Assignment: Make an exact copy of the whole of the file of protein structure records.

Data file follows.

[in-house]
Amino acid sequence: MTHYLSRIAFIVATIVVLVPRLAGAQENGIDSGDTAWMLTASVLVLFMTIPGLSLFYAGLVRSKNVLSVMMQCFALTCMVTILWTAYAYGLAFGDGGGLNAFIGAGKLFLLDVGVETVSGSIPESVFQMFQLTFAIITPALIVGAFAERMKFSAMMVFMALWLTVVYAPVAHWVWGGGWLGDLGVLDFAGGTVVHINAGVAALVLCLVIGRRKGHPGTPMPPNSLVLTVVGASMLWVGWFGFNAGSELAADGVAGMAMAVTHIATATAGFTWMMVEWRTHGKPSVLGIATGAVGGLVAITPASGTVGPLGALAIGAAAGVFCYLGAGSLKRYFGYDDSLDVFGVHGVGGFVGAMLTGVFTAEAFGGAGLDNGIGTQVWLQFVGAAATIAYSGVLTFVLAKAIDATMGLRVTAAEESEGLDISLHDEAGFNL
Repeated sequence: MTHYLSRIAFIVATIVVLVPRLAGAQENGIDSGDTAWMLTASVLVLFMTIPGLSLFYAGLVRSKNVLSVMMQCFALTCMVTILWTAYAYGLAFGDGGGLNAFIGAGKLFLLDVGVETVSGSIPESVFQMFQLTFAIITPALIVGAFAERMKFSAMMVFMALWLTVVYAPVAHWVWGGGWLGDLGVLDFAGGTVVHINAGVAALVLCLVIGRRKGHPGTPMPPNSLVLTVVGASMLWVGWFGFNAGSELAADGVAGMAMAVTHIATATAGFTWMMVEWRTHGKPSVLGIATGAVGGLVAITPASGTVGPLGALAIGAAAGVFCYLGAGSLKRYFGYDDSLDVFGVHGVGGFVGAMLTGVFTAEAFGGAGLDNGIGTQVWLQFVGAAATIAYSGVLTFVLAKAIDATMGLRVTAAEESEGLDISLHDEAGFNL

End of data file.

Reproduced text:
[in-house]
Amino acid sequence: MTHYLSRIAFIVATIVVLVPRLAGAQENGIDSGDTAWMLTASVLVLFMTIPGLSLFYAGLVRSKNVLSVMMQCFALTCMVTILWTAYAYGLAFGDGGGLNAFIGAGKLFLLDVGVETVSGSIPESVFQMFQLTFAIITPALIVGAFAERMKFSAMMVFMALWLTVVYAPVAHWVWGGGWLGDLGVLDFAGGTVVHINAGVAALVLCLVIGRRKGHPGTPMPPNSLVLTVVGASMLWVGWFGFNAGSELAADGVAGMAMAVTHIATATAGFTWMMVEWRTHGKPSVLGIATGAVGGLVAITPASGTVGPLGALAIGAAAGVFCYLGAGSLKRYFGYDDSLDVFGVHGVGGFVGAMLTGVFTAEAFGGAGLDNGIGTQVWLQFVGAAATIAYSGVLTFVLAKAIDATMGLRVTAAEESEGLDISLHDEAGFNL
Repeated sequence: MTHYLSRIAFIVATIVVLVPRLAGAQENGIDSGDTAWMLTASVLVLFMTIPGLSLFYAGLVRSKNVLSVMMQCFALTCMVTILWTAYAYGLAFGDGGGLNAFIGAGKLFLLDVGVETVSGSIPESVFQMFQLTFAIITPALIVGAFAERMKFSAMMVFMALWLTVVYAPVAHWVWGGGWLGDLGVLDFAGGTVVHINAGVAALVLCLVIGRRKGHPGTPMPPNSLVLTVVGASMLWVGWFGFNAGSELAADGVAGMAMAVTHIATATAGFTWMMVEWRTHGKPSVLGIATGAVGGLVAITPASGTVGPLGALAIGAAAGVFCYLGAGSLKRYFGYDDSLDVFGVHGVGGFVGAMLTGVFTAEAFGGAGLDNGIGTQVWLQFVGAAATIAYSGVLTFVLAKAIDATMGLRVTAAEESEGLDISLHDEAGFNL